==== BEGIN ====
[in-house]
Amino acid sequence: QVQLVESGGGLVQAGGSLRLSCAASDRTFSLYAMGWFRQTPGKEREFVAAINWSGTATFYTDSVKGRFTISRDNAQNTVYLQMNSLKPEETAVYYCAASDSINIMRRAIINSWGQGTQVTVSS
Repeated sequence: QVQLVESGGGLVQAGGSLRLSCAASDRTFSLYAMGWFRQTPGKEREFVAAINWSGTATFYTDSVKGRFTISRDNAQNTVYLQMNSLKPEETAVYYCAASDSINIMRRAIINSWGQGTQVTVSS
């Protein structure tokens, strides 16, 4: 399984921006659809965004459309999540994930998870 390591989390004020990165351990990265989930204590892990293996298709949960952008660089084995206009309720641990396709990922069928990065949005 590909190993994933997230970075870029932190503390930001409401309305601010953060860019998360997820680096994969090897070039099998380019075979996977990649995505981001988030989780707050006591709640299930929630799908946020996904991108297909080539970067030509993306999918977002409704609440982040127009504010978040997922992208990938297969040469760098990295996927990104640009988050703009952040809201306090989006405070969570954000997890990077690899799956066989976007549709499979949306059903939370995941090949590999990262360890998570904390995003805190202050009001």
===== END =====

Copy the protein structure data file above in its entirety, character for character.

[in-house]
Amino acid sequence: QVQLVESGGGLVQAGGSLRLSCAASDRTFSLYAMGWFRQTPGKEREFVAAINWSGTATFYTDSVKGRFTISRDNAQNTVYLQMNSLKPEETAVYYCAASDSINIMRRAIINSWGQGTQVTVSS
Repeated sequence: QVQLVESGGGLVQAGGSLRLSCAASDRTFSLYAMGWFRQTPGKEREFVAAINWSGTATFYTDSVKGRFTISRDNAQNTVYLQMNSLKPEETAVYYCAASDSINIMRRAIINSWGQGTQVTVSS
């Protein structure tokens, strides 16, 4: 399984921006659809965004459309999540994930998870 390591989390004020990165351990990265989930204590892990293996298709949960952008660089084995206009309720641990396709990922069928990065949005 590909190993994933997230970075870029932190503390930001409401309305601010953060860019998360997820680096994969090897070039099998380019075979996977990649995505981001988030989780707050006591709640299930929630799908946020996904991108297909080539970067030509993306999918977002409704609440982040127009504010978040997922992208990938297969040469760098990295996927990104640009988050703009952040809201306090989006405070969570954000997890990077690899799956066989976007549709499979949306059903939370995941090949590999990262360890998570904390995003805190202050009001």